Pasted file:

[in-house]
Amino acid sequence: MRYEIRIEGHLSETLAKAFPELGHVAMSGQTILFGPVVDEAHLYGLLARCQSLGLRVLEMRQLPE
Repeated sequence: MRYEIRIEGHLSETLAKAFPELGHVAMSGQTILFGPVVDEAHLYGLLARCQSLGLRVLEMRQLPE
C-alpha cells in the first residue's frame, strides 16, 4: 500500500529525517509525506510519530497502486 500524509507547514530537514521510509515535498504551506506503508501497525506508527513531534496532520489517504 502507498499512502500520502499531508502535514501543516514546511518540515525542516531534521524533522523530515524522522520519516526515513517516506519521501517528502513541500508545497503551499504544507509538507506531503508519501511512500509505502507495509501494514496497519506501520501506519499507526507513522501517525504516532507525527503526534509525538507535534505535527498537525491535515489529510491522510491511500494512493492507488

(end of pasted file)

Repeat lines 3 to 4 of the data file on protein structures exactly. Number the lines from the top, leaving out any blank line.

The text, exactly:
Repeated sequence: MRYEIRIEGHLSETLAKAFPELGHVAMSGQTILFGPVVDEAHLYGLLARCQSLGLRVLEMRQLPE
C-alpha cells in the first residue's frame, strides 16, 4: 500500500529525517509525506510519530497502486 500524509507547514530537514521510509515535498504551506506503508501497525506508527513531534496532520489517504 502507498499512502500520502499531508502535514501543516514546511518540515525542516531534521524533522523530515524522522520519516526515513517516506519521501517528502513541500508545497503551499504544507509538507506531503508519501511512500509505502507495509501494514496497519506501520501506519499507526507513522501517525504516532507525527503526534509525538507535534505535527498537525491535515489529510491522510491511500494512493492507488